Cemetery Update Services

Making a Career Out of Recording Cemeteries

By Steve Paul Johnson
June 21, 2002

Debbie Wiczek, owner of Cemetery Updating Services, may be the only person in the world who makes a career out of recording cemeteries.

Twelve years ago, Debbie Wiczek and her friend visited a cemetery in search of the grave of her friend's father who had died some forty years earlier. Because her friend was a very long distance from home and circumstances didn't allow his return, he was unable to attend his father's funeral. When he returned home years later, he had never bothered visiting his father's grave.

When Debbie inquired at the cemetery office about the location of the grave, it took the office over 30 minutes to locate the record, and then handed  her a bad photocopy of a very poorly drawn map.

After finding the grave, Debbie stopped by the office and handed them her business card. At the time, she was operating her own drafting/design business for the home construction industry. She let them know that she could help them with their maps. Later that week, the cemetery called her to do just that. Thus was born a new business venture for Debbie, "Cemetery Updating Services".

"We've done business with close to 150 cemeteries by now", says Debbie. "We do business from coast to coast".

Cemetery Updating Services provides cemeteries with the following services:

  • Gathers all interment records, and publishes them in a water-resistant book
  • Creates a map of the cemetery, including maps of burials
  • Provides a Compact Disc (CD-ROM) of all interment records and maps
  • Updates and corrects records as needed
  • Provides multiple copies of materials as needed
  • In addition, all records are organized as follows:
  • Alphabetically by last name
  • Numerically by grave location
  • Chronologically by date of death
  • Alphabetical and Numerical listing of lot owners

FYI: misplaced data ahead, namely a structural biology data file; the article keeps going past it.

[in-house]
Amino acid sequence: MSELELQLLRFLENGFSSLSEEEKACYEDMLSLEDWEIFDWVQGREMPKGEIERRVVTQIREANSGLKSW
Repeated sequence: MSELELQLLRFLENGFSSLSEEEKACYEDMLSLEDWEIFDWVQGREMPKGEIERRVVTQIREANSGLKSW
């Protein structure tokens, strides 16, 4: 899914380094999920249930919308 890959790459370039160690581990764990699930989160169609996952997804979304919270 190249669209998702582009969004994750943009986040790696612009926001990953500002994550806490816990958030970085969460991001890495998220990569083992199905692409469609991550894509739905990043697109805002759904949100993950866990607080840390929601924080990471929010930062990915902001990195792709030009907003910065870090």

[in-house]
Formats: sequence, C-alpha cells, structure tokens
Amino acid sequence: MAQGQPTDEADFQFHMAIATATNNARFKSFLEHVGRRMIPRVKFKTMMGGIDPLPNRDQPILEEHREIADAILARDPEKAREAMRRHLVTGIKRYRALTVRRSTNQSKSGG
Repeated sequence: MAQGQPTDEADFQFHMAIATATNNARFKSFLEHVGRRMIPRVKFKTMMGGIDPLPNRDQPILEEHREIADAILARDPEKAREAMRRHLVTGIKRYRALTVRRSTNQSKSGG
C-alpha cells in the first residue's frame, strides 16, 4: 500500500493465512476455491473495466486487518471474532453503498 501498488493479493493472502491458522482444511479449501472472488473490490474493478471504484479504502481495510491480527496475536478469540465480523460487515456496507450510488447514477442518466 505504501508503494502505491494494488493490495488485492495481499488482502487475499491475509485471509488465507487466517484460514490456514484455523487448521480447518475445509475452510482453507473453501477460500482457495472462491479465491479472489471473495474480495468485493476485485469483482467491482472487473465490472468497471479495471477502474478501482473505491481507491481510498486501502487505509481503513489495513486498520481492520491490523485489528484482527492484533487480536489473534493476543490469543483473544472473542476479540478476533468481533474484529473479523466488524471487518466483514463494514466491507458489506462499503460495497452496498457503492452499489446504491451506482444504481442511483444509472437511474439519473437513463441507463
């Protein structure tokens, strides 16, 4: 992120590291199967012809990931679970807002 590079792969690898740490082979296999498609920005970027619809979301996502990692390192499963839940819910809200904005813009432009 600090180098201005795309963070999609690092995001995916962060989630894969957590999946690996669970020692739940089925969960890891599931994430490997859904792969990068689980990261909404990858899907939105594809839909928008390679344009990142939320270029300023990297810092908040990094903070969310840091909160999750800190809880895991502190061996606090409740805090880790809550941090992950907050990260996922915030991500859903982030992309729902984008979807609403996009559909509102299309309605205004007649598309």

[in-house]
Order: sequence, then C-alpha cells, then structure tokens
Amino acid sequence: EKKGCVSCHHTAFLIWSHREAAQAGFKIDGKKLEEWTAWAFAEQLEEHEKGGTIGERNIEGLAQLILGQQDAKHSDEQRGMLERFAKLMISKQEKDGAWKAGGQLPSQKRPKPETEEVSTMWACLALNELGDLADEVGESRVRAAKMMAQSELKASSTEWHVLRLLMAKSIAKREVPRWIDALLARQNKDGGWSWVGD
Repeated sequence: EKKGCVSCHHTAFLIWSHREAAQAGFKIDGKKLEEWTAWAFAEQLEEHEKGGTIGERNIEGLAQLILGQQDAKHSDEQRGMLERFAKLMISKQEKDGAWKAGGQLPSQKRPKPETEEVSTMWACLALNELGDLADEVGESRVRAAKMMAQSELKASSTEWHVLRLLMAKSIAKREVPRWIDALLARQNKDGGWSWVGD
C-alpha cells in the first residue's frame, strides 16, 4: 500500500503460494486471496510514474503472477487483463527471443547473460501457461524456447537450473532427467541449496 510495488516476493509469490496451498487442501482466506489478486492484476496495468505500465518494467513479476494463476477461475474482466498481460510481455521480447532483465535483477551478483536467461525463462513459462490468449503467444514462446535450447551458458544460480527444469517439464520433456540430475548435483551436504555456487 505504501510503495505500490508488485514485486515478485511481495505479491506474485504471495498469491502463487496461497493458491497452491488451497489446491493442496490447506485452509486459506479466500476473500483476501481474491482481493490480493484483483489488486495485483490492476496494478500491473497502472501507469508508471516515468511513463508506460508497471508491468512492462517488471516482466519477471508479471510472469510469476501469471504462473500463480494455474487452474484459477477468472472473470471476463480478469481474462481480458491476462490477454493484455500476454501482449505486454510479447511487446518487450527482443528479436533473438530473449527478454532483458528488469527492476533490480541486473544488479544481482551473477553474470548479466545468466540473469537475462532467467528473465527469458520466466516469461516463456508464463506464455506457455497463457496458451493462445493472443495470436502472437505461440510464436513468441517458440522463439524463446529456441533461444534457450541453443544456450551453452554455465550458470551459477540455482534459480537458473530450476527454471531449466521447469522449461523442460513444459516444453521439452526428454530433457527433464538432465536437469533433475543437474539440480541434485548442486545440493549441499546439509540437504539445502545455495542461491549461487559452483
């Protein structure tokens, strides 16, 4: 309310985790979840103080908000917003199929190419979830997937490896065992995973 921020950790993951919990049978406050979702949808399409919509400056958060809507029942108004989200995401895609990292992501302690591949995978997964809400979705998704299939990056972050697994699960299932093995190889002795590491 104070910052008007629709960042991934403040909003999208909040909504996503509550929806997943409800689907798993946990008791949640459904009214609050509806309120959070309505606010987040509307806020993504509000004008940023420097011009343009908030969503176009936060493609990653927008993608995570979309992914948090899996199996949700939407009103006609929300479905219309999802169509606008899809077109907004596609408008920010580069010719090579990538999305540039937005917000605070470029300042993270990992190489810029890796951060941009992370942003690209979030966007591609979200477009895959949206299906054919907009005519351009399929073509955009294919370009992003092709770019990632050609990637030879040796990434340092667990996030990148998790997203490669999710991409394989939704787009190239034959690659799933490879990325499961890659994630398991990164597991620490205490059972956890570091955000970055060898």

• Alphabetical and Numerical listing of veterans

 

The work that she does for each cemetery is a three-phase process:

For Phase One, the cemetery provides her with all of their records and maps. She enters the records into a database and re-draws the maps. She notes any discrepancies that were found in the records and draws the maps so that each burial can be seen at a glance, including which graves are empty but sold and which graves are still for sale. When this process is completed, all new maps and records are printed and compiled into a book.

Phase Two involves visiting the cemetery grounds, measuring off the graves, combining information from the headstones with the records provided by the cemetery, and making corrections. When Phase Two is completed and the corrections to be made are indicated on the records and maps, the cemetery personnel may update the records themselves or send them back to Debbie for updating.

During Phase Three, all the corrections that were indicated in Phase Two are made to the records and maps. Then, the book and maps are re-printed, and everything is returned to the cemetery. When this process is completed, the cemetery records are as correct as possible.

Debbie explains that Cemetery Updating Services archives all of its work so that it can be reprinted on demand: "Often cemeteries have only one copy of their records and are very vulnerable to fire or other disasters. After the above process is completed, the data is archived. If because of catastrophe, and the records are destroyed or damaged, the maps and records can be reproduced. Also, because of the 8½" X 11" format, the maps and records can be easily and inexpensively duplicated for extra copies or for resale."

While many cemeteries today are switching over from paper to computer records, Debbie explains that the services her company provides can save them from having to make such expensive computer purchases: "With our service, it is not necessary for a cemetery to expend the money to own and maintain expensive computer equipment and computer trained people to maintain records. However, if they have the computer capability, they can maintain records themselves as new information can be easily added to the original records. With our service, the record efficiency allows them to better manage their assets and makes them better able to track saleable burial sites and lot inactivity. The accessibility and convenience of the information is invaluable."

Debbie relies mostly upon calling cemeteries to find out if they are in need of services. Sometimes business comes from referrals, and sometimes it comes from her company website.

Is there a career on the horizon for other people who visit cemeteries and compile records? If you're dedicated enough, and are willing to work hard to succeed, the answer is "yes". One of the benefits is that you get to travel all over the country, as Debbie is constantly traveling from coast to coast, compiling cemetery records.

- Steve Paul Johnson

 


 

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